Last year Minitab purchased Salford Systems and increased the price of all their packages. In particular, it now costs about $15,000 to purchase their MARS package, putting it well out of the reach of most residential appraisers.
The closest substitute for Salford Systems MARS package is the R Language package “earth”. However when I last used it about 12 years ago, it did not provide satisfactory models. It has however been upgraded several times by Stephen Milborrow.
Although I am grandfathered into yearly upgrades of Salford Sytems MARS at the old low fee, I would like to be able to reference MARS techniques in appraisals, articles and perhaps courses for other appraisers. It is therefore necessary to know whether there is an alternative MARS application available for other appraisers, reviewers and clients. So, I took some time this week-end to look at the latest version of R/earth.
The good news is that the latest version of R/earth now provides models that appear to be fairly comparable to those provided by Salford Sytems MARS. It is also very fast. I should warn I have been using the Salford Systems product since about 2003 and am pretty good at tweaking the numerous parameters. On the other hand, I am not nearly so experienced with the earth package. I am therefore sure that with more experience I could likely do more tweaking of the R/earth parameters and supporting packages to obtain better results and more output. While I’m inclined to believe that the Salford Systems package is easier to use and more robust, I can’t say for sure without more extensive experience using R and earth.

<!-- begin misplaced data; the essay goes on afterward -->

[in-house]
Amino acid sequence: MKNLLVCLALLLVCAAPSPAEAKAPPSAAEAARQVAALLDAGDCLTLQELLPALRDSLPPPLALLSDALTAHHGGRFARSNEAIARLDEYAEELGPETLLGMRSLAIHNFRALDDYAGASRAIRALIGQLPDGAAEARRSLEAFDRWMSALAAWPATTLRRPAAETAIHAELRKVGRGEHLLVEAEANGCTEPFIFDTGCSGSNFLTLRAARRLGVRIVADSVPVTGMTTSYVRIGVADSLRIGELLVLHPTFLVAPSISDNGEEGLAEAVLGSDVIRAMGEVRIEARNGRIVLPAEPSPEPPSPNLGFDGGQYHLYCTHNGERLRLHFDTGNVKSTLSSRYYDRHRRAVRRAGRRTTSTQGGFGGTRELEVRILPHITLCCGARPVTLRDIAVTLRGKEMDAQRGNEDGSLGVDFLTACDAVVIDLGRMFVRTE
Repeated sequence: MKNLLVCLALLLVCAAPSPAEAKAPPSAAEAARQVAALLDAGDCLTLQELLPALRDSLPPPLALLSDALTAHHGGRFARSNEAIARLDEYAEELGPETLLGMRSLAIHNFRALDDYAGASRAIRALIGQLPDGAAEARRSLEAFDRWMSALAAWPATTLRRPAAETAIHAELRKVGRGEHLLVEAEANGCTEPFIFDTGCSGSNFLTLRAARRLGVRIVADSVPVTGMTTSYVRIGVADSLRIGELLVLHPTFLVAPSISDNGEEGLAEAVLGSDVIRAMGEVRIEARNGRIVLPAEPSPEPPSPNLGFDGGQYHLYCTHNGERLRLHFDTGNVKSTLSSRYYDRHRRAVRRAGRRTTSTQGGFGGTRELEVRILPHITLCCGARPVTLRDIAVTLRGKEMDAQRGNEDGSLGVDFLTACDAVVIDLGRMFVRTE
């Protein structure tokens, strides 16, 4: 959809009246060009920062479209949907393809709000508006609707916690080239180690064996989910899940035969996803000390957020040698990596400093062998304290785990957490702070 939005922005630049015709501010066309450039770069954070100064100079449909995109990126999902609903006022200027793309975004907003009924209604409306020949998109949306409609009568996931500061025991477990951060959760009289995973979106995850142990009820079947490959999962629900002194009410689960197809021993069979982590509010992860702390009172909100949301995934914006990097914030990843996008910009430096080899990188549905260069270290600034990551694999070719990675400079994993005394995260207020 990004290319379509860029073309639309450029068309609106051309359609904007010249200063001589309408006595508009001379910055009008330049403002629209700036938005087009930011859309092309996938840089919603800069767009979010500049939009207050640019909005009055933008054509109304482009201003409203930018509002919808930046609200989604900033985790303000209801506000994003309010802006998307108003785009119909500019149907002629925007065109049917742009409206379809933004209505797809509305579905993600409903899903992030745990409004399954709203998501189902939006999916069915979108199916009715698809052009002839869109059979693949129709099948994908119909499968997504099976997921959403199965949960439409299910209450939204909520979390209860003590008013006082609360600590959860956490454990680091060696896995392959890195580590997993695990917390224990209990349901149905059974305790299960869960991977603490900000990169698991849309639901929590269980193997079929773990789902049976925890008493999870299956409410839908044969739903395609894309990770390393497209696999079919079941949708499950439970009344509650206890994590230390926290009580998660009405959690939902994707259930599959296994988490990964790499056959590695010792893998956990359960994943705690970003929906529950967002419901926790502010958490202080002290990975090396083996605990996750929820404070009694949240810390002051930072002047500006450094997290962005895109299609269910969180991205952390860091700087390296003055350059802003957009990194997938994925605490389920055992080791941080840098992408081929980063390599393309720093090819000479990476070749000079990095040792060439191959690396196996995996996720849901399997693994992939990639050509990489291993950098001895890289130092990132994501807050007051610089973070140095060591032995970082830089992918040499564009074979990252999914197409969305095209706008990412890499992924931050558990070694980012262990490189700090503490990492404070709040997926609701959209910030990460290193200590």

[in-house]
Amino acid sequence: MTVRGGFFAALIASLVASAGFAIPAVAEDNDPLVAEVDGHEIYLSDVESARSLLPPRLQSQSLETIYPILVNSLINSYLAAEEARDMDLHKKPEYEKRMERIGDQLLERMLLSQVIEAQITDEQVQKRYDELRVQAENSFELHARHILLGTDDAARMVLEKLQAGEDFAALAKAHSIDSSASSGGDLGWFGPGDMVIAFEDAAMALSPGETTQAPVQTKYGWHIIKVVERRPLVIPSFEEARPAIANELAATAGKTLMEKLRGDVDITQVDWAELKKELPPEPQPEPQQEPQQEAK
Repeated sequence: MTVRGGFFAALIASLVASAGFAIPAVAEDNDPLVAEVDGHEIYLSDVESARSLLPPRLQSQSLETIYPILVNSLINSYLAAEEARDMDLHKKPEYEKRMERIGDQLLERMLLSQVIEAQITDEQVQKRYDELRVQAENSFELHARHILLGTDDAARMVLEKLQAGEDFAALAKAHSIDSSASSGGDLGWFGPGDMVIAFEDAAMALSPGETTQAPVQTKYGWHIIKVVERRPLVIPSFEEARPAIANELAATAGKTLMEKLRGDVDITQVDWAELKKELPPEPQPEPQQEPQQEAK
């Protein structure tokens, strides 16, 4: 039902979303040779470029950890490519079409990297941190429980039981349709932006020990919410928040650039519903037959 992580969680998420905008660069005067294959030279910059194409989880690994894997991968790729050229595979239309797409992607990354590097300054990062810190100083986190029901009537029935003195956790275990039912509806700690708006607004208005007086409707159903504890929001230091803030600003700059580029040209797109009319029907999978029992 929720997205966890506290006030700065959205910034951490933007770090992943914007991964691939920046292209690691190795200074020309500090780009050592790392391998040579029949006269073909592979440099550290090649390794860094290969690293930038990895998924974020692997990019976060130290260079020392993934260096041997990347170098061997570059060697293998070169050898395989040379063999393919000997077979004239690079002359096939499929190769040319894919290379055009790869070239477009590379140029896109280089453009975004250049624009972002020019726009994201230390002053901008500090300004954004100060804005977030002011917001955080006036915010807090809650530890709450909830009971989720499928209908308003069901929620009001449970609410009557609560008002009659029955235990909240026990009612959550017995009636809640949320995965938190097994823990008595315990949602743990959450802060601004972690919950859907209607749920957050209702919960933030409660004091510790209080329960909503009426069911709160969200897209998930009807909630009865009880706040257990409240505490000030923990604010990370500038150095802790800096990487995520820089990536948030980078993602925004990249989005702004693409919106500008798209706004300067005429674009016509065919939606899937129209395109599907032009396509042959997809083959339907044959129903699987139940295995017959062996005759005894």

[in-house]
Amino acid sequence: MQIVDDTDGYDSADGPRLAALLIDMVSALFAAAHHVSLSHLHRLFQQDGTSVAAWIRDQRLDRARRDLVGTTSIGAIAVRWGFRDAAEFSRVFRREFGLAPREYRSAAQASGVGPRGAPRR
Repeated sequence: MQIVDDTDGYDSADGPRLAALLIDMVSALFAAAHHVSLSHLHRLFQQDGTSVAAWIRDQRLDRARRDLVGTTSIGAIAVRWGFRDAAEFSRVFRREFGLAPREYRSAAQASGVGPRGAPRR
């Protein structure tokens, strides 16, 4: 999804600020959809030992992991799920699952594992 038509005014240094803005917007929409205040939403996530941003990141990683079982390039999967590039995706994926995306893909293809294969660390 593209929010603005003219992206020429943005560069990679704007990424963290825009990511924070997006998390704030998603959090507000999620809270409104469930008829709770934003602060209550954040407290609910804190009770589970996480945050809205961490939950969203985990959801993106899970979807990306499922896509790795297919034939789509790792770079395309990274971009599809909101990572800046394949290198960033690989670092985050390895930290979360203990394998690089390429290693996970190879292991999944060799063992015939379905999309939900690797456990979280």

Nonetheless, I conclude that the latest earth package is very good and should be a very useful and productive tool for advanced appraisers.
I have uploaded a data set the contains a subset of the fields for a sales transactions for several MLS areas in Pacifica going from January 30, 2001 to January 30, 2018. You can find this on:
This public GitHub directory contains the data as MyData.csv, a spreadsheet side-by-side comparison of the output of Earth and Mars, a list of the R/earth commands used and a report of the Salford Systems MARS ouput with graphs. The graphs for the R/earth output should look similar, although it doesn’t generate quite as many basis functions.
How to use Earth:
Put your data in a CSV. I would recommend putting all of the columns contain data for prediction in the leftmost columns, and the target variable, the variable you want to predict, in the rightmost column. Avoid placing any other data in the spreadsheet. Use only one sheet to keep things simple.
If you follow the previous step, then assuming your data is in a spreadsheet stored as C:\Data\MyData.csv, use the following R commands
MyData = read.csv(“d:\data\MyData.csv”,header=TRUE)
The above will quickly produce the following model:
y = 610,000 +
+ 234 * pmax(0, 1887 – SaleAge) // “SaleAge” is days COE before 1/30/2018
– 455 * pmax(0, SaleAge – 1887)
+ 591 * pmax(0, SaleAge – 2164)
– 435 * pmax(0, SaleAge – 4498)
+ 239 * pmax(0, SaleAge – 5439)
+ 49318 * pmax(0, AreaID – 652)
+ 14475 * pmax(0, 654 – AreaID)
– 66058 * pmax(0, AreaID – 654)
– 120 * pmax(0, 1450 – LivingSqFt)
+ 148 * pmax(0, LivingSqFt – 1450)
– 6.9 * pmax(0, 15041 – LotSize)
+ 6.2 * pmax(0, LotSize – 15041)
– 22086 * pmax(0, 2 – Garage)
+ 85767 * pmax(0, Garage – 2)
- This models has a reported R2 or about 0.82. The Salford Systems model has a higher R2 of over 0.84 and provides a somewhat better model – most likely due to my more extensive experience working with it.
CONCLUSION: Appraisers will find the R/earth package quite adequate for appraisal work using Multivariate Adaptive Regaression Splines (MARS).
Footnote: Earth is called “earth” because Salford Systems has put a trademark on their MARS software package and won’t let anyone else use it as a label for a software application. Therefore, “earth.”